Caring too much about what others think during early stages of the script, is dangerous.
What were you thinking when you started writing the script? What were you feeling? Where was it going? Go back to that. Always go back to the start if you’re afraid you’ve wondered off into the woods with no way out.
No one knows what you’re trying to say as intricately and as particularly as you do.
The trick is, choosing your friends & confidants wisely, and trusting their knowledge base, knowing their strengths and weaknesses and allowing them to know yours as a writer.

Also, let’s not forget, those words on the page are you. Those words, that style, that voice and that universe is all from your fantastic mind. And very often, the small quirks in a story and the thematic elements are what makes you the writer you are. Writing is essentially selling yourself/your product. It’s holding a mirror up to you. Why you? Why is your script different? What are you as an individual bringing to the table?
This is why, ultimately, you must trust your own judgement and stay true to what serves the story best. A good reader will call you on it, when you’re missing the mark. The same way going back to your script with fresh eyes and then comparing it to the logline you have will help.

‘Did I say what I set out to say?’

And then there's the most important quality...

Trust your potential.

This sentence is THE make it or break it one for me. It's so easy to lose faith, get tired, get dragged down into the mundane day-by-day reality, but when that happens, have heart. Trust your potential. If you don't have faith in yourself and your craft, how can anyone else?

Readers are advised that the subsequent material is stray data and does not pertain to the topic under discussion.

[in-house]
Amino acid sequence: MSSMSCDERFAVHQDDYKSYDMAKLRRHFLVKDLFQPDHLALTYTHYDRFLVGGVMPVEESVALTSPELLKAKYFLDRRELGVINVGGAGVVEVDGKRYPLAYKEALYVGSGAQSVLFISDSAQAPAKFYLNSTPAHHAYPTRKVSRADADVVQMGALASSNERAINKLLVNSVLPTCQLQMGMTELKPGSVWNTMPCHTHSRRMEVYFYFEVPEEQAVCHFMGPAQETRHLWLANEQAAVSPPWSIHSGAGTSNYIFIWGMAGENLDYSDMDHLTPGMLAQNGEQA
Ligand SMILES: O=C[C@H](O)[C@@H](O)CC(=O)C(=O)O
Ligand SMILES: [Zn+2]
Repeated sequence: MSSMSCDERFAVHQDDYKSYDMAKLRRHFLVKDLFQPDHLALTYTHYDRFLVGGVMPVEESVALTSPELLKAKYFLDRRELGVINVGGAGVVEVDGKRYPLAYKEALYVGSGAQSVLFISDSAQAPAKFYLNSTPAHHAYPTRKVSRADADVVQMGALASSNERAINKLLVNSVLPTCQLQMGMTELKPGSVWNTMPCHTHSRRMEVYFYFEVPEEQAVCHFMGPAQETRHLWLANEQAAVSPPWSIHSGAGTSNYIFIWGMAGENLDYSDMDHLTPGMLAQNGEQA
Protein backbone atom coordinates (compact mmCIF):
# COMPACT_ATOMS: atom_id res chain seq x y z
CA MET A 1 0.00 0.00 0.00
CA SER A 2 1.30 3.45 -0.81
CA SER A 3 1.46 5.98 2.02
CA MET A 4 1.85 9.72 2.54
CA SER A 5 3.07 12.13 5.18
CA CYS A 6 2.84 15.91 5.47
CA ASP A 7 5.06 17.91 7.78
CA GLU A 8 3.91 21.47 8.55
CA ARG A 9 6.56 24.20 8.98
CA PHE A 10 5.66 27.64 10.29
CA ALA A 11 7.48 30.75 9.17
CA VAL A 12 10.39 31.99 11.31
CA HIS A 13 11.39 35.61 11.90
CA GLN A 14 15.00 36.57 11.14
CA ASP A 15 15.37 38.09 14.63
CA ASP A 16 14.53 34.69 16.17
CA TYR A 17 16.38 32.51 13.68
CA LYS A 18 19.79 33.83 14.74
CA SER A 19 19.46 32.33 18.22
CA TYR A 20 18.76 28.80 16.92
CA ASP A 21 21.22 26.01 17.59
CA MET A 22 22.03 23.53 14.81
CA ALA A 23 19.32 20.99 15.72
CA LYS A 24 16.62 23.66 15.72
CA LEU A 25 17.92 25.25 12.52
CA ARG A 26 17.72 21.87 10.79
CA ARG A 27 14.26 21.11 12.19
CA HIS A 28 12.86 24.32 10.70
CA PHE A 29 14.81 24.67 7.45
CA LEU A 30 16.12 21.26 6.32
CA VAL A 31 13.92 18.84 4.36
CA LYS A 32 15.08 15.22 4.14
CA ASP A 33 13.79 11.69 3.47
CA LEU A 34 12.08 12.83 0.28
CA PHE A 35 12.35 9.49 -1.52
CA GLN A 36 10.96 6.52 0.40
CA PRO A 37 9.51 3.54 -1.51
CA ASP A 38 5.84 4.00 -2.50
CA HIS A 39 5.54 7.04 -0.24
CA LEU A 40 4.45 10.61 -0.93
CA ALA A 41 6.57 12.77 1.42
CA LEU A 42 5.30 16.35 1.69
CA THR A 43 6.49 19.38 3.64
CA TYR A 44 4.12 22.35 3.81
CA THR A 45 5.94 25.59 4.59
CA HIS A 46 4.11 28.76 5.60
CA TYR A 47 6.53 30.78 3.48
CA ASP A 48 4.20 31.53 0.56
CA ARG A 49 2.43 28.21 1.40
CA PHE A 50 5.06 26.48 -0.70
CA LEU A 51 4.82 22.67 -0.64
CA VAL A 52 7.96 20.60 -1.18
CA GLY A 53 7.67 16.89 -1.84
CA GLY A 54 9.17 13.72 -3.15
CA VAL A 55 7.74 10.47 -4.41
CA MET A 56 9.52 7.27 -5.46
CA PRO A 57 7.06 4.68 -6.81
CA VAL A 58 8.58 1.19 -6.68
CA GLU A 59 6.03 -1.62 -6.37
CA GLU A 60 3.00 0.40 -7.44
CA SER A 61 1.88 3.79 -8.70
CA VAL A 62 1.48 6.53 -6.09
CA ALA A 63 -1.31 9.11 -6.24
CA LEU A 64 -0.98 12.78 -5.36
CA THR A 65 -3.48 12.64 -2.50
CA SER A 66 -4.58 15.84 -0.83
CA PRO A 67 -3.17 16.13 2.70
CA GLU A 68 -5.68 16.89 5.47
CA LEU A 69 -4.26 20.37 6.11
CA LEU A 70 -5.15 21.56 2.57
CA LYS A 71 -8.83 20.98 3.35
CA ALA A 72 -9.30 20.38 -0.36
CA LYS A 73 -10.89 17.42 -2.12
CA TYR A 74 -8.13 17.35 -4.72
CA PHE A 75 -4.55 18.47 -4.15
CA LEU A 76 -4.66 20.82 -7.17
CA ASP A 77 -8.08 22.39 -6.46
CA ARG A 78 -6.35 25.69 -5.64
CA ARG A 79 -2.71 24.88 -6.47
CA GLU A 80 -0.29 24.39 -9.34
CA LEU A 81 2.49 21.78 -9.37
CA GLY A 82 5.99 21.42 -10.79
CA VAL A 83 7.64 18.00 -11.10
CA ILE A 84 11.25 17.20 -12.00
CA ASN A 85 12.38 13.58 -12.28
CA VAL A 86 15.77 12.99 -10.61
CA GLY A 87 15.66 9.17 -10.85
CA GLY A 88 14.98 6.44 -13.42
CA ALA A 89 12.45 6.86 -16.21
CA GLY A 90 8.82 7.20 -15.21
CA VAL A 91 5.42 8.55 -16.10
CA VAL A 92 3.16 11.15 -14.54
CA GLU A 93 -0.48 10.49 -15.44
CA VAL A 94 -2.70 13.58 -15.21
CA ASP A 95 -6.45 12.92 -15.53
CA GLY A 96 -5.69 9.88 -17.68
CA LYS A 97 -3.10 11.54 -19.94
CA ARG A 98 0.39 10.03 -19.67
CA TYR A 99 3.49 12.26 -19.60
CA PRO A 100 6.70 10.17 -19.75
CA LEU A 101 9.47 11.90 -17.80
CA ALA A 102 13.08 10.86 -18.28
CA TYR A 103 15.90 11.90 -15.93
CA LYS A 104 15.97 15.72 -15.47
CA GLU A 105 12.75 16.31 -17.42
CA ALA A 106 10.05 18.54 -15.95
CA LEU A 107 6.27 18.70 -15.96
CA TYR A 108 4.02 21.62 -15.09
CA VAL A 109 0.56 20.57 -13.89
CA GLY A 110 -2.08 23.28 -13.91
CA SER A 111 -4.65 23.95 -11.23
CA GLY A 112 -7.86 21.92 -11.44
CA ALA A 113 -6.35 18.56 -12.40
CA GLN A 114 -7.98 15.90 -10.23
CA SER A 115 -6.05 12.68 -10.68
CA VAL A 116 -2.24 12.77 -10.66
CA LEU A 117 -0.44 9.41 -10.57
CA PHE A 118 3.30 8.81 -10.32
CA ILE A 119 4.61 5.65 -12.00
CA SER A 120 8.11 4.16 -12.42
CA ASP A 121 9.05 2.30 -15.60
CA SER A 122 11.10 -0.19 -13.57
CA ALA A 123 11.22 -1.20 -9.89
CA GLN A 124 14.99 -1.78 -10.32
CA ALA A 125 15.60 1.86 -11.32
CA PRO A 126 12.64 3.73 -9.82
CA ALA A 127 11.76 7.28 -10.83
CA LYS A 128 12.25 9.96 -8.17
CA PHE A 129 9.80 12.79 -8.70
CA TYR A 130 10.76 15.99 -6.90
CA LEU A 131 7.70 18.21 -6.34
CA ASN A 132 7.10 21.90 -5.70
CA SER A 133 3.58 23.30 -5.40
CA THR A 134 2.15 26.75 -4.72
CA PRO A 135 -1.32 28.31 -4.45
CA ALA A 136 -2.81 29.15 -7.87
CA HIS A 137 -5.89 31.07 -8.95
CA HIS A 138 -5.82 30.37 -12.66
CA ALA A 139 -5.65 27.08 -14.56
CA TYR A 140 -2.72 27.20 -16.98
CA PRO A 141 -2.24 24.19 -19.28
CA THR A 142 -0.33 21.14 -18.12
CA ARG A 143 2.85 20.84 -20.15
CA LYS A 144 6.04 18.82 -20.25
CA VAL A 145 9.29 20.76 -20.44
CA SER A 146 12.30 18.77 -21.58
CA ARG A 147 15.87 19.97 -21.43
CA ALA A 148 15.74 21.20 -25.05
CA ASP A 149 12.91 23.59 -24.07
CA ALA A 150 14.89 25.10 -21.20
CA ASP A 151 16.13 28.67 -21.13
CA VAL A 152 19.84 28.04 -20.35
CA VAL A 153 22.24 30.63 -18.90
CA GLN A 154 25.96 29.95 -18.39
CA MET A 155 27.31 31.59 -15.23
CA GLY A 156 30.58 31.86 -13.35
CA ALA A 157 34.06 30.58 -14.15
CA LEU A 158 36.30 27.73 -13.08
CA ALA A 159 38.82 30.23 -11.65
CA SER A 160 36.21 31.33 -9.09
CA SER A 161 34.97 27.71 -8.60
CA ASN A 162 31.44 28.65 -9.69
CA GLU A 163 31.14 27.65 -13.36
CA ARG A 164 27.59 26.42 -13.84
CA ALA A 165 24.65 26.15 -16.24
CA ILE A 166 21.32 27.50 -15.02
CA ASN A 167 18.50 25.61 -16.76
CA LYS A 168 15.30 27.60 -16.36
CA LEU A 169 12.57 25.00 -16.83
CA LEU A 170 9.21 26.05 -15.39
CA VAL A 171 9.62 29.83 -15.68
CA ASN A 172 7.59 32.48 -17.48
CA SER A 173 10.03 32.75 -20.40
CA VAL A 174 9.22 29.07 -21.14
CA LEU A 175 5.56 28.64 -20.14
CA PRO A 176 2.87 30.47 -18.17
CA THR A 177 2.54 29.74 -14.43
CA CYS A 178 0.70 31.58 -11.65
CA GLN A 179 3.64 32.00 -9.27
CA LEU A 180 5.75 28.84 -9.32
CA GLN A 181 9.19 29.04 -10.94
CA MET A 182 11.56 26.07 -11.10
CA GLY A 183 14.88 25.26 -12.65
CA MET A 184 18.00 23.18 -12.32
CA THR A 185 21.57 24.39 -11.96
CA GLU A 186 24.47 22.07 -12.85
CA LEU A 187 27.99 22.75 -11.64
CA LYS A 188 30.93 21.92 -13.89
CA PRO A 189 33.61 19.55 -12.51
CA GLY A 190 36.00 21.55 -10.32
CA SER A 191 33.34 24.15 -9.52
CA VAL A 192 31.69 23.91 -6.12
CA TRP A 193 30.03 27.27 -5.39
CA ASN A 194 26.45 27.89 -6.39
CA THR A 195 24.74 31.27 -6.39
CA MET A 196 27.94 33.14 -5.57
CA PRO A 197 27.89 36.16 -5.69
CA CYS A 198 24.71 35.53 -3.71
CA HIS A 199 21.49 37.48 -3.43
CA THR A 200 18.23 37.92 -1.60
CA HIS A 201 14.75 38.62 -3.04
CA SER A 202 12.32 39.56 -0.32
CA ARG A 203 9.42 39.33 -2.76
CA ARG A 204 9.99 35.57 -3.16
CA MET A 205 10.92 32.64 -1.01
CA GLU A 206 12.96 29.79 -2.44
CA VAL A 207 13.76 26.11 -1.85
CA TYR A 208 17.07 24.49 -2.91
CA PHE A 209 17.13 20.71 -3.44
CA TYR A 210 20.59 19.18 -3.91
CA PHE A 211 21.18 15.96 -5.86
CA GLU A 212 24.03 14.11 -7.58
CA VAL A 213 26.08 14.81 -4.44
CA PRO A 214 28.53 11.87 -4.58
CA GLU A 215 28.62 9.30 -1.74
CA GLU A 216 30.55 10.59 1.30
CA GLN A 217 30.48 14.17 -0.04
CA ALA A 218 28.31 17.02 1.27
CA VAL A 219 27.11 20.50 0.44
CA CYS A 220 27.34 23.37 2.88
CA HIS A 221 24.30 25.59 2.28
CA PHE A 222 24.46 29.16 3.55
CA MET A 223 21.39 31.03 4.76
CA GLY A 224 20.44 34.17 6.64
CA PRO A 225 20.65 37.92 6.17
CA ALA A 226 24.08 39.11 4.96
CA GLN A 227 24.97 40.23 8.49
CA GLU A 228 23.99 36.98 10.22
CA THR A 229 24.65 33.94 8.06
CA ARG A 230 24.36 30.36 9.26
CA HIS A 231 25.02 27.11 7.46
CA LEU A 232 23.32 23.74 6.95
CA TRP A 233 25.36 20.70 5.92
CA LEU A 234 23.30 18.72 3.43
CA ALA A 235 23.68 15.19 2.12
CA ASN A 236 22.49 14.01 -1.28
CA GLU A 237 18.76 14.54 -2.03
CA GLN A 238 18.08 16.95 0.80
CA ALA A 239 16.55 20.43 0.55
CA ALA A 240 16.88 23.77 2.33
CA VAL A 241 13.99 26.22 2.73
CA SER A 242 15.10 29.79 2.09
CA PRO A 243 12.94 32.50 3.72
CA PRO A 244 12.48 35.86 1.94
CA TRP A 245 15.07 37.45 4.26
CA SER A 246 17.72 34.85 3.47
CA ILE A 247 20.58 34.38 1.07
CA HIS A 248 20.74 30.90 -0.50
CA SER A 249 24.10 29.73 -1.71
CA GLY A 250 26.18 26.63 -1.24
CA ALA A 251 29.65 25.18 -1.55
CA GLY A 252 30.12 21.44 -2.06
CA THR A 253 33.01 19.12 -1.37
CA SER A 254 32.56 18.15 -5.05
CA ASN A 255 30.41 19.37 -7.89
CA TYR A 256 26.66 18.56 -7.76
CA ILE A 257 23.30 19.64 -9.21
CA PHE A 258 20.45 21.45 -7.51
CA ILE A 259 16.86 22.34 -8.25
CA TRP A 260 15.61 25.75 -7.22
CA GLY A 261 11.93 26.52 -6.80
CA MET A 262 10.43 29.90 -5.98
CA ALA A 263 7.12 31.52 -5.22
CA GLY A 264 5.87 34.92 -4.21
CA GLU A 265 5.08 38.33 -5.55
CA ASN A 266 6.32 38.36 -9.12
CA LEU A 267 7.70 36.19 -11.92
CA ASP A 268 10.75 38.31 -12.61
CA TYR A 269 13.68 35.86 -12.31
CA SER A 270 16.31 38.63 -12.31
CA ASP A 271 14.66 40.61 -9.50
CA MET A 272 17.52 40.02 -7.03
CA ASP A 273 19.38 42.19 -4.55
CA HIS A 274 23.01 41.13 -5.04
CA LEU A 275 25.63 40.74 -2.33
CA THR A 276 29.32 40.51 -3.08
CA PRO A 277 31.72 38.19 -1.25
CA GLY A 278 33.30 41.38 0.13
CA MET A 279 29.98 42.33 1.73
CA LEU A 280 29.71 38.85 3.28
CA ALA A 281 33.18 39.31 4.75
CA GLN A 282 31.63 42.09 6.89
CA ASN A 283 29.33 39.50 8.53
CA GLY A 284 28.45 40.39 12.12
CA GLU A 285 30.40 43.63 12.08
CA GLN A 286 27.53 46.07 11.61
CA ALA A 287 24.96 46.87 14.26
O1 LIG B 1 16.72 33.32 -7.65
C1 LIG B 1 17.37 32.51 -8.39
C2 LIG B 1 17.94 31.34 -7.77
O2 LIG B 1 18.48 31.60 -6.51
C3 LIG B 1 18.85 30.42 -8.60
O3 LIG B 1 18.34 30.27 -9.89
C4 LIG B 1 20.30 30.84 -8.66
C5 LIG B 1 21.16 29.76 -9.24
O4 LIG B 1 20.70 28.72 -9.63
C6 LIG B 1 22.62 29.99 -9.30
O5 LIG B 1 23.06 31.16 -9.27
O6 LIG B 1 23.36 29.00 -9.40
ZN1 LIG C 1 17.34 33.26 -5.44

If you're smart enough to create an entire world by rearranging a few words on paper, then you better be brave enough to see it through the best you can.

Successful people (by which I really mean people I admire, such as Steve Jobs, Seth Godin, Walt Disney, Henry Ford and many more) knew themselves, did what they loved without apology, and trusted their own potential.

Writers are barely acknowledged in the industry. It’s almost embarrassing. The only people who can change that are the writers of today and tomorrow. 

I'd hate to get all deep, but...Give the industry a reason to love us. Like BRILLIANT scripts, and exception, transcendent tales of human struggle, victory and loss etc.

My current rules are:

Have a presence. Don’t be an asshole. Have big plans. Makes changes now and never forget how much you love what you do.

It’s a long and winding road to being a brilliant writer, I’m not even half-way there. But the key is to start by making changes. Let your actions reveal who you are, let your work speak for you and let everyone else stand in awe...or vote to have you put into an asylum.

No, I will not include a poll for you guys to vote. 

Thank you for reading. I hope this motivated some, and perhaps even nudged a few of you to consider making small changes that will benefit your careers as writers.

Yours Re-writtenly,